How I became a Linux user

Why I became a Linux user

About one year ago I switched over to Linux and every day I use my computer there is a smile on my face. Here I’d like to tell you how I came this far. It goes beyond economics — Linux and all applications I want to use are free to obtain — it is also philosophical. Linux is in fact the way I like how we human beings function best. Going our own ways, contributing to the community everyone in his or her own humble manner, aimed at a greater good.

Lets start with the Switch. Way back in the eighties I used ms-dos computers at university. I really disliked it. Too many commands with strange names that didn’t have anything to do with my day to day (dutch) language. In a separate room there were about twenty nice looking small all-in-one devices that seemed to fit my way computers should be better. They turned out to be Macs, several Plusses and SE/30. Unfortunately these nice looking machines threw out my new 3.5 inch floppies when inserted. Noting happened.

After some time I got acquainted with the Apple Educational Program and I became the proud owner of a Classic with one 1.4M floppy drive and one megabyte of RAM, both beyond the green monochrome stuff I knew. This was — and still is because the ol’ Mac stil boots when I ask — great. The Educational Program and campus licenses gave me plenty of useful tools both for study and leisure. Best of all was HyperCard, an intuitive programming environment for making my own tools, learning from code others build, discovering the endless possibilities of my computer although I never got that far from the starting point.

After the Classic came a 40M external hard disk, a 7200 and a second hand PowerBook 1400 and a modem. All of them great and usable but around 2005 really outdated and not capable of serving new tasks like working with remote access for business…

Luckily my employer had a program where I could buy a new computer and get half of it sponsored. The new machine however had to be compatible with corporate structures and software. My Mac always was compatible with MacLink and some acme translators but that was not what my employer ment. It had to be Windows. Luckily Gates gave me a key to remote access so I could work at home and still be at work online. Great! Not so great was that my Acer Aspire became slower and slower. The remains of updates and other not-any-more-useful bits and bytes made the system double its size and reduced its speed more than half. Defragmenting somehow created new fragments that never existed and never disappeared.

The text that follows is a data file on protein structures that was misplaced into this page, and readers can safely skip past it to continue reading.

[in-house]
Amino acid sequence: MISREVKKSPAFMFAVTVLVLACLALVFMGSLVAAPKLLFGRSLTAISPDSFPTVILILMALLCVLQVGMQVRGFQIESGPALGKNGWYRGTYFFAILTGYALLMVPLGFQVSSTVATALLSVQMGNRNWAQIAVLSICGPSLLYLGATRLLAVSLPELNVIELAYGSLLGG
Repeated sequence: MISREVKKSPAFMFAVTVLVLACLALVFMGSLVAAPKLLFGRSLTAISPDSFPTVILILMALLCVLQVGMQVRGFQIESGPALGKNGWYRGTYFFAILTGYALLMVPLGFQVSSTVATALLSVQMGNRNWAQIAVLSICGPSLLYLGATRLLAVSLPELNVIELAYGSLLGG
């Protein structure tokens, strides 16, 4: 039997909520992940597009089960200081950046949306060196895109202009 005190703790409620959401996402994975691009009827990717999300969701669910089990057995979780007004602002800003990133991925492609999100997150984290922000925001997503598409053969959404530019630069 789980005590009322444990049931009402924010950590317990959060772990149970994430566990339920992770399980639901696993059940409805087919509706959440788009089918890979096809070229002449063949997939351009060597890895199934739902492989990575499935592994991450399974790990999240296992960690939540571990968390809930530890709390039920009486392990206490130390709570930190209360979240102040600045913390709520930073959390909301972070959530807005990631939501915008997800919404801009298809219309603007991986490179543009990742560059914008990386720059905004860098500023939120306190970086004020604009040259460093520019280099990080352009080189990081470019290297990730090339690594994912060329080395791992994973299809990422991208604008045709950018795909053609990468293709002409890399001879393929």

Linux' TuxIn 2008 I discovered these netbooks. Acer had the Aspire One and it looked very well. The OS came in two flavours, Windows and … Linux? After googeling the Net I decided for the 8Gb SSD with Linux. Playing around with the AA1 I wanted to know more about Linux and burned several LiveCD’s to try on my Aspire. With these LiveCD’s — on CD or USB — I was able to run Linux as for real without touching my windowized computer. I’s like learning to swim without getting wet. I tried several flavours of Linux. Ubuntu, OpenSUSE and fell lin love with Fedora. Blue is my favourite colour and I very much like the structured and fundamental way this distro is runned. It ended making a dual boot system where I choose to use Linux and sometimes (working at home with remote access or filling in my annual income tax forms) running XP.

Linux became my day to day operating system. It is very stable and user friendly and all the applications I want to use are available though a list with click-and-install software. For free, at no cost! Help is always somewhere on the Net and by joining several forums I am able to share my experiences and questions. And it works, really!

Using Linux gave back my old feeling and enthusiasm using a personal computer and discovering the possibilities. Sharing knowledge, learning new things both practical and abstract. After nearly twenty years I bought a new book on understanding what I was doing. The HyperCard and ResEdit guides are still on some lower bookshelf, my Practical Guide to Fedora and RedHat Enterprise Linux by Mark Sobell lies next to wherever I sit or sleep. It gives me background and guides to useful things like sharing my data disk and printer with three computers at home.

Maybe you asked yourself what might be philosophical about this. I think it isn’t, it’s merely practical, a brief history of the platforms I used ending being a Linux enthusiast.

The philosophical part is about the way people from all over the planet working together on different parts of a bigger picture. I really like that. People share their needs, test reports, dedicated time and program code and I — and you too — are invited to be part of it! The way the Linux community works together is fundamentally different from other tightly closed development of operating systems like with Apple and Microsoft. I guess Linus Torvalds the initiator of UNIX-likes understood well how people can work productive and cooperative in some sort of chaotic way. The essay The Cathedral and the Bazaar by Eric Raymond gives a very good description of how this way works. The essay is available on the net. This essay touches some very fundamental aspects of cooperation and can be useful for whatever branch. I guess you’ll have to read this piece to get the philosophics I mean…


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